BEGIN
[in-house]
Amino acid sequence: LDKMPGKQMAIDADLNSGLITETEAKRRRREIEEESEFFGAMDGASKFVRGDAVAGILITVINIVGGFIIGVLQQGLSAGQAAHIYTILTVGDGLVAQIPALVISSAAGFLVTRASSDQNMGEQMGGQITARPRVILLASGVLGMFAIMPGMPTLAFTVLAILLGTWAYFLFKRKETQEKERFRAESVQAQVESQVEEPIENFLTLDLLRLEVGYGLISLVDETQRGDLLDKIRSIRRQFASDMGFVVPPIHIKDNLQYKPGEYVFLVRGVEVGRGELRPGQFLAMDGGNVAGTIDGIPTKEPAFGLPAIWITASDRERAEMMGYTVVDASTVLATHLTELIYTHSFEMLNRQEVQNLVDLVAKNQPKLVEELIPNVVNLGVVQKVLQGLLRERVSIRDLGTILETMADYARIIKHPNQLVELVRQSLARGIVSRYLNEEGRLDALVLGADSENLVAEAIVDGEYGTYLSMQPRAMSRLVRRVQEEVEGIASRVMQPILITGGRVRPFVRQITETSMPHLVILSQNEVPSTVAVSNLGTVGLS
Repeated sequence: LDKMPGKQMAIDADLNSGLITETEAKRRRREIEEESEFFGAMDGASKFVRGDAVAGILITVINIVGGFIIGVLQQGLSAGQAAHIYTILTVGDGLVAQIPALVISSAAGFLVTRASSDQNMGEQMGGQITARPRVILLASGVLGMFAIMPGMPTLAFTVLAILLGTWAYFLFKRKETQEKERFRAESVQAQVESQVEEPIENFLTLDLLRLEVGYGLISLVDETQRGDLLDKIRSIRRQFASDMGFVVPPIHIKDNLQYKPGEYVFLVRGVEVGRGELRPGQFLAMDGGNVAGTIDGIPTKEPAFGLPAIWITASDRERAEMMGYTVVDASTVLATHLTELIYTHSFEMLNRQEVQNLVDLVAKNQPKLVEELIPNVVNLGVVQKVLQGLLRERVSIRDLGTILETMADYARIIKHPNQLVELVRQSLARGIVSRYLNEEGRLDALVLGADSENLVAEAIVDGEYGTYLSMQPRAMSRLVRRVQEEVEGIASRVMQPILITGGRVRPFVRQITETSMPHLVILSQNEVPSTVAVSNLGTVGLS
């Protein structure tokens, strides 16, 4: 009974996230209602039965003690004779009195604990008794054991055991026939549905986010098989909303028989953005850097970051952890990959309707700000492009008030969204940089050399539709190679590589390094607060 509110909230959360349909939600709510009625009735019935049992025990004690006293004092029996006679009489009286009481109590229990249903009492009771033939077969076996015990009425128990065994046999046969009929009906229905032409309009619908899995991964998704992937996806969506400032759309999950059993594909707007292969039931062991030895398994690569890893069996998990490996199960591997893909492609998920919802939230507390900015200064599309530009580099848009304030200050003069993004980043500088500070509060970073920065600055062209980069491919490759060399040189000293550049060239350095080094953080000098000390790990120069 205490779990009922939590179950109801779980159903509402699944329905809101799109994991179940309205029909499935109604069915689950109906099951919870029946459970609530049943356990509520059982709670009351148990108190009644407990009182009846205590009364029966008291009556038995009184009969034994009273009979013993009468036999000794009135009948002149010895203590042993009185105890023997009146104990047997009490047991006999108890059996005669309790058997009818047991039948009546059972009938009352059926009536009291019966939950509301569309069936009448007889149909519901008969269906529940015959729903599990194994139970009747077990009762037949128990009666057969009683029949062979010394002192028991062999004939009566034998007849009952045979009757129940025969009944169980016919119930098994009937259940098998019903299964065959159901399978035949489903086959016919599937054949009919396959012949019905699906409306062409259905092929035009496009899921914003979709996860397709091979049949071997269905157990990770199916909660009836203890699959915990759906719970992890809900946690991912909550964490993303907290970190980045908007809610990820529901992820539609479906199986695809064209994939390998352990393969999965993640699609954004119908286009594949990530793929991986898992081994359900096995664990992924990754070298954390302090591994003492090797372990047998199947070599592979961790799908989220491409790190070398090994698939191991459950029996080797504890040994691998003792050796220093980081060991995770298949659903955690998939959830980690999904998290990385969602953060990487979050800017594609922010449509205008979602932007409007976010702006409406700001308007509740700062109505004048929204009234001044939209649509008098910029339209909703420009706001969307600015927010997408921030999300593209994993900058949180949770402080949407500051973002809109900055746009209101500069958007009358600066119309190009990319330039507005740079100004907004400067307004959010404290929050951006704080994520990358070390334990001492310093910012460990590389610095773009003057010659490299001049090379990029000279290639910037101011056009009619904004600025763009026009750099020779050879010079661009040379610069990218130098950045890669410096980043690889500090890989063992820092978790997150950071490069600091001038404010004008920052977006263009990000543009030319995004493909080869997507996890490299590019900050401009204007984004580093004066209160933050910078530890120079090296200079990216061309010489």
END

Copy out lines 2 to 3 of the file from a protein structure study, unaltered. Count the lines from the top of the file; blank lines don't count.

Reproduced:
Amino acid sequence: LDKMPGKQMAIDADLNSGLITETEAKRRRREIEEESEFFGAMDGASKFVRGDAVAGILITVINIVGGFIIGVLQQGLSAGQAAHIYTILTVGDGLVAQIPALVISSAAGFLVTRASSDQNMGEQMGGQITARPRVILLASGVLGMFAIMPGMPTLAFTVLAILLGTWAYFLFKRKETQEKERFRAESVQAQVESQVEEPIENFLTLDLLRLEVGYGLISLVDETQRGDLLDKIRSIRRQFASDMGFVVPPIHIKDNLQYKPGEYVFLVRGVEVGRGELRPGQFLAMDGGNVAGTIDGIPTKEPAFGLPAIWITASDRERAEMMGYTVVDASTVLATHLTELIYTHSFEMLNRQEVQNLVDLVAKNQPKLVEELIPNVVNLGVVQKVLQGLLRERVSIRDLGTILETMADYARIIKHPNQLVELVRQSLARGIVSRYLNEEGRLDALVLGADSENLVAEAIVDGEYGTYLSMQPRAMSRLVRRVQEEVEGIASRVMQPILITGGRVRPFVRQITETSMPHLVILSQNEVPSTVAVSNLGTVGLS
Repeated sequence: LDKMPGKQMAIDADLNSGLITETEAKRRRREIEEESEFFGAMDGASKFVRGDAVAGILITVINIVGGFIIGVLQQGLSAGQAAHIYTILTVGDGLVAQIPALVISSAAGFLVTRASSDQNMGEQMGGQITARPRVILLASGVLGMFAIMPGMPTLAFTVLAILLGTWAYFLFKRKETQEKERFRAESVQAQVESQVEEPIENFLTLDLLRLEVGYGLISLVDETQRGDLLDKIRSIRRQFASDMGFVVPPIHIKDNLQYKPGEYVFLVRGVEVGRGELRPGQFLAMDGGNVAGTIDGIPTKEPAFGLPAIWITASDRERAEMMGYTVVDASTVLATHLTELIYTHSFEMLNRQEVQNLVDLVAKNQPKLVEELIPNVVNLGVVQKVLQGLLRERVSIRDLGTILETMADYARIIKHPNQLVELVRQSLARGIVSRYLNEEGRLDALVLGADSENLVAEAIVDGEYGTYLSMQPRAMSRLVRRVQEEVEGIASRVMQPILITGGRVRPFVRQITETSMPHLVILSQNEVPSTVAVSNLGTVGLS